Smoky River Regional
Orphan oil wells and the issue of reclamation
The decline in the economy due to low oil prices has many impacts beyond the obvious ones of a slow economy and loss of jobs.
While the downturn was sudden and extreme the secondary impacts are starting to become obvious and will continue to expand with time.
Besides the economic domino effect on the economy, there is also an environmental impact when the oil industry shuts down.
While most can people see the positive environmental benefits of the decline; less oil exploration and drilling, less movement of oil and consequently less carbon emissions, few people look beyond that.
It is hard to argue against good environmental actions, but you really need to look at the big picture. Is reducing oil production in Alberta really better for the environment?
Despite being a major producer and exporter of oil, predominately in Alberta, Canada also imports oil from countries such as Saudi Arabia, Venezuela, Algeria, Iraq and the United States. Most imported oil is destined for eastern Canada.
Part of the reason is a lack of infrastructure to pipe and refine Alberta oil to eastern Canada.
So while Alberta is criticized for its “dirty oil,” Canada imports more than 800,000 barrels of oil per day from a variety of other countries, most of them with more questionable environmental regulations, not to mention human rights legislation than we have here. But some would believe by ending Alberta’s oil production, the world is a better place.
There is an additional negative side to the decline in the Alberta oil industry, one that can also be expected to steadily grow. They are referred to as abandoned, suspended and orphaned wells.
In the Smoky River region there are more than 450 inactive oil and gas facilities. These facilities can range from an oil well, to a battery, to an oil derrick.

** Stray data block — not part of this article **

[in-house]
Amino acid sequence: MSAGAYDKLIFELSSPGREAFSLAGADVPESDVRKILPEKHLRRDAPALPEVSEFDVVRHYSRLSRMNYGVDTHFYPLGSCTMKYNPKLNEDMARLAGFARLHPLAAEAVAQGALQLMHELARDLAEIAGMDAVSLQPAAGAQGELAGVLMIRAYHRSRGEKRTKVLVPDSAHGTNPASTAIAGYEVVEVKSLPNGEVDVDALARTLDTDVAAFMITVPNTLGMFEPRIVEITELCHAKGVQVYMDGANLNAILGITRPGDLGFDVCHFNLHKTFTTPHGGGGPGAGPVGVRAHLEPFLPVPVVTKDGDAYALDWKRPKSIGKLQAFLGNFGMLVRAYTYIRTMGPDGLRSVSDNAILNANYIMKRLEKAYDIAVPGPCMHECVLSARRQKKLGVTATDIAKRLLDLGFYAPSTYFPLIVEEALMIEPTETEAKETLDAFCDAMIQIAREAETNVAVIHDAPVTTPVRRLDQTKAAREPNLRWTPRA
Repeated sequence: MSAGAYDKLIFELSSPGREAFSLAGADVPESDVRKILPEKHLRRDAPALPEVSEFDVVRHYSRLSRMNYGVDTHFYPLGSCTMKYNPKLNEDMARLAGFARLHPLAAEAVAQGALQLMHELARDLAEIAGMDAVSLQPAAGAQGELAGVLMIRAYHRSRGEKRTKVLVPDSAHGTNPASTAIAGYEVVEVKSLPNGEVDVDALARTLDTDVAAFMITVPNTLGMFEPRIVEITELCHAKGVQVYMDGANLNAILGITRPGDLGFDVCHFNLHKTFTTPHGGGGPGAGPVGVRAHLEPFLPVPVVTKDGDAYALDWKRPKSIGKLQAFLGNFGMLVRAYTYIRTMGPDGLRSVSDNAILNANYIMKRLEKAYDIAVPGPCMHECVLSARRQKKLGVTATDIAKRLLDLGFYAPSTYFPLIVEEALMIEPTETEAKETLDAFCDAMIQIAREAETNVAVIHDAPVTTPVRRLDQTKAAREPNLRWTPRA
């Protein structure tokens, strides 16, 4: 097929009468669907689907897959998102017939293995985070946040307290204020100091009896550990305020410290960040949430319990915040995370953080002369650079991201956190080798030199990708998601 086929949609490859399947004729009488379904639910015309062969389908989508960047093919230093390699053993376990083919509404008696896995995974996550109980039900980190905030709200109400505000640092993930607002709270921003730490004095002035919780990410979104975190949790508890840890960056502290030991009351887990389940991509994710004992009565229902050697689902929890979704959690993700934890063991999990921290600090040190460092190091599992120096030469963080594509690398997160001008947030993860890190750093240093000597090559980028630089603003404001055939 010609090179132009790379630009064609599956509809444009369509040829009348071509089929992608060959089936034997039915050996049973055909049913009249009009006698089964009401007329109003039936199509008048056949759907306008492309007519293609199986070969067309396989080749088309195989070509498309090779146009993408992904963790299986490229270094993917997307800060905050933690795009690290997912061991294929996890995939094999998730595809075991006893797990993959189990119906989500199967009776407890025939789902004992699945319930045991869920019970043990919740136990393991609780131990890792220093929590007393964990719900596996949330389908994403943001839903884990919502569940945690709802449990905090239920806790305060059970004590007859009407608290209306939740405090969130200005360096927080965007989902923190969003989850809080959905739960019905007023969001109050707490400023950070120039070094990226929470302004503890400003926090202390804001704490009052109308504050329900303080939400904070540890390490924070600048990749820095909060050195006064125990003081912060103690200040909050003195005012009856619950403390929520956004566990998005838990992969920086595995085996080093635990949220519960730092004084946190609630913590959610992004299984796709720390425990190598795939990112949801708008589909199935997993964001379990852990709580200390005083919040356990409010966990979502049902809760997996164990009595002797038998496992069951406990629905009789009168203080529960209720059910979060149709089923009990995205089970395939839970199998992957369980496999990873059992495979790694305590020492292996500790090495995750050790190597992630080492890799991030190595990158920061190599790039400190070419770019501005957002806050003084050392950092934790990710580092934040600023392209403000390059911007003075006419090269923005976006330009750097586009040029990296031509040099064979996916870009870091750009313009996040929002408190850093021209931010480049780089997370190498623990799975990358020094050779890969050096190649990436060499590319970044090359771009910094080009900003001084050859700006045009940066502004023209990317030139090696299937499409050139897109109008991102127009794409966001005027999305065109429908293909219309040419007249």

In the case of oil wells, a company may choose to suspend a well when it no longer produces at a satisfactory rate. A suspended well is supposedly suspended for one year, but the company can apply for yearly extensions and they usually do.
Once suspended the well needs to be monitored on a regular basis to ensure there is no contamination of the surrounding soils. This doesn’t always happen.
At some point, a company may decide to abandon a well, which requires the company to seal the well and reclaim the disturbed lands.
Of the more than 400 inactive oil and gas facilities in the Smoky region, only one is listed as abandoned, all the rest are suspended. There are a couple reasons for this.
One new technology may bring new life to a well and enable the company to extract more oil from a well with this new technology.
The second reason is that once a well is abandoned there is a significant cost and process required to seal and reclaim the surrounding lands.
Most people have noticed abandoned gas stations (now mostly empty lots) on street corners in small towns. While there is legislation requiring these lands to be reclaimed, the legislation does not provide timeframes.
Ultimately the reclamation is at the leisure of the company owning the property.
The situation is the pretty much the same for abandoned oil and gas facilities in our rural districts. With the decline in oil, we are witnessing many facilities being suspended, with the hope oil prices will return one day.
The worst case scenarios however, are the energy companies that are going into bankruptcy and in doing so are creating orphaned wells.
Orphaned wells result in the landowner no longer receiving payment from the energy company, and the reclamation of the well no longer being the responsibility of the company that put it there.
Enter the Orphan Well Association, a not for profit organization which operates under the Alberta Energy Regulator, whose mandate is to manage the abandonment of upstream oil and gas orphan wells, pipelines, facilities and the remediation and reclamation of their associated sites.
It is great to know someone is looking after the orphans, but the number of orphans is growing and the reclamation process takes years for every well and I’m not really sure what is better, a producing well being monitored regularly or an idle well sitting on a long waiting list for reclamation.
Many factors need to be weighed before deciding that the environment wins when Alberta oil declines, it’s just not that simple.